[Reflecting on 20 Juggle Jams] Coming of Age: Juggle Jams 6-10
Ultimate Club Performing at Juggle Jam 8

[Reflecting on 20 Juggle Jams] Coming of Age: Juggle Jams 6-10

We left off last month with Juggle Jam 5 (May 2003). That summer kicked off a five-year period where we came of age as a company.

From ‘01-‘04, we were blessed to have long-term Ultimate Club Specialist Dextre Tripp. Dextre, a veteran pro juggler, only worked with UC about 10 times a year, but his three-year plan took our talented kids (with respectable standards even “back then”) and introduced now-staple tricks and patterns such as hatchets, wraparounds, the Y, and dropbacks. His influence overlapped the last year of Dan Berman & Peter Frey (aka The Propellerheads, IJA Teams Bronze ‘00) and inspired legendary student leaders Billy Watson & Kelvin Ying (both JH Class of ‘07) to spearhead three consecutive years of training for and competing in the IJA Teams Championships. In 2002 (after JJ4), we were thrilled just to make the Finals in Reading, PA. In the wake of JJ5, that the shared vision of Dextre, Billy & Kelvin came of age, earning us our first UC Teams bronze medal.

Leading up to JJ6 (2004), UC trained to “three-peat” their bid for IJA Teams, but that training wasn’t done in a vacuum; those kids represented the backbone of a company of kids who became pioneers at lasting longer through high school, going further with team training, and making their Jughead membership more of a centerpiece than a sideline in their teenage pursuits. UC repeated their bronze feat at IJA-Buffalo, NY ‘04, and JJ6 also saw new levels of quality throughout the production. Fittingly, JJ6 was also the first year we produced a DVD and issued cast photos to every Jughead, the latter thanks to my brother Tom Arneberg and his innovative and nostalgic initiative.

JJ6 also marked the last year that Wendy Arneberg had to balance a full-time graphic design career with her hundreds of hours devoted to producing JJ and being my main supporter and cheerleader. She left her job on July 30, 2004; I threw a surprise retirement party for her at the Watsons’ home; and she has enjoyed a more balanced hybrid vocation of homemaking and half-time JH work ever since.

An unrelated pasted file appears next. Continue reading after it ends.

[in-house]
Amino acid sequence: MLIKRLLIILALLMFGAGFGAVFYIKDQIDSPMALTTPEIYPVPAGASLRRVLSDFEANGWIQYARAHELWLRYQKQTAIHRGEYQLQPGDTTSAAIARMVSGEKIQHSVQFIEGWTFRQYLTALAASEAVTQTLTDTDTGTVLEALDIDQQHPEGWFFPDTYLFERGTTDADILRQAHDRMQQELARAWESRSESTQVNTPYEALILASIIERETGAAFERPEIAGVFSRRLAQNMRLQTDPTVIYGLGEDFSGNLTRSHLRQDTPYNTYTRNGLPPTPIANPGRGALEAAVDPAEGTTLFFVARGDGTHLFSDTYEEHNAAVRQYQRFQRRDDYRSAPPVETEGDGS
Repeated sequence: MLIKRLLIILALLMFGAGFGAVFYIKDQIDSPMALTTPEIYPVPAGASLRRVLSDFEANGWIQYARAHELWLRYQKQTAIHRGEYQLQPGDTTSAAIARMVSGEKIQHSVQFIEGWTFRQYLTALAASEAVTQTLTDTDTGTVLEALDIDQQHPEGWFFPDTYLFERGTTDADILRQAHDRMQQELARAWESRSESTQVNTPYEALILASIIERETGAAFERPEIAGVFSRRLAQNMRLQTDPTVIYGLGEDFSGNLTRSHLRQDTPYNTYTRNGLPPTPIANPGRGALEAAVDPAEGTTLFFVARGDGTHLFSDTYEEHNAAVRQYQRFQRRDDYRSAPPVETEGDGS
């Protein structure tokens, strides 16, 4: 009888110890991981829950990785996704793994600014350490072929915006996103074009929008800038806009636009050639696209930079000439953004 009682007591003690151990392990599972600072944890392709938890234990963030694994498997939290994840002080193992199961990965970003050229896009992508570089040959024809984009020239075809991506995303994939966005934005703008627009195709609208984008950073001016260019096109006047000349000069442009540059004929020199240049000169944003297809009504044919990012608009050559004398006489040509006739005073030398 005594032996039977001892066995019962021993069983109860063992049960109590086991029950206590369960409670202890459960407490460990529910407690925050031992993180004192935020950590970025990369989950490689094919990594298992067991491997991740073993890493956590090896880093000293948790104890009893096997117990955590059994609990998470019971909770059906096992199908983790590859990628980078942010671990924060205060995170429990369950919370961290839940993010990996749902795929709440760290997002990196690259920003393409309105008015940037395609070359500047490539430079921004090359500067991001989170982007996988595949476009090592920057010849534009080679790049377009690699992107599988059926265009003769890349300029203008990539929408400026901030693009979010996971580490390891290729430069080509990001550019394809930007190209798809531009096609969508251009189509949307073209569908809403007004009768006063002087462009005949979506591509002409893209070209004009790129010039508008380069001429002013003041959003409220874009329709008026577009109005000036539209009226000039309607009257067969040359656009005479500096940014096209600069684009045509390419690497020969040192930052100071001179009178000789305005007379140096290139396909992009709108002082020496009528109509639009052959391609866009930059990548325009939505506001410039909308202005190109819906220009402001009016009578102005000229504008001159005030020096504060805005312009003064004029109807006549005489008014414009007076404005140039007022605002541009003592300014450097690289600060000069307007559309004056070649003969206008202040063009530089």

Those two consecutive IJA Teams bronze medals after JJs 5 & 6 lent an additional credibility to my top Jugheads choosing to stay in this for the long haul. JJ7 featured some of those kids as sophomores and juniors, now branching out to compete at IJA in smaller teams (The Swing Sisters, Guava, Les Filles, Swatch, Genetic Fallout and eventually The Five of Clubs) and add to our litany of 12 IJA Juniors to date started by Lana Bolin and her two appearances after JJs 3 & 4. That post-JJ7 summer, three Swing Sisters (Kelsey Harr, Jill Koralewski & Lauren Rice) made the game-changing decision to return for their senior year, becoming my first HS graduates in JJ8. The JJ8 DVD records how difficult it was for me to read my comments to each young lady whom I’d coached and mentored for an average of 8.33 years, leading parent Jeff Shlosberg to aid me in pre-recording my comments (with Wendy adding her Slide Show panache) for our first media-based Senior Presentation in JJ9.

Speaking of Jeff, he was one of many parents in those years that practically made an avocation out of volunteering for JH. His era is shared by Doug & Mary Watson, who founded the EYJA and chaperoned for countless trips and hosted countless parties; Danny & Lai Ying who ran our merchandising for years and inspired the founding of the Winter Showcase in 2006 (just before JJ8); and Darcy Wiklund, who to this day is a stagehand for JJ despite the fact that Riley hasn’t been a Jughead since 2008!

Of equal importance to our stalwart parent involvement and the fulfilled dream of expanding through high school as of JJ8, I began hiring grads to help me coach starting with JJ10. Inaugural grad-coach Scott Richter worked multiple club days for five years, giving me support and boosting our JJ production quality throughout his professional tenure. On a side note, my JJ’s 6-10 cold openers were Gimli, Wendy’s JJ7 video montage, Bob the Tomato, Elvis and Mufasa.

Our coming of age led to much thriving after JJ10, with a jump in rosters, coaches, and accolades. Next month, I’ll recount the ups & downs of our maturing youth juggling company.

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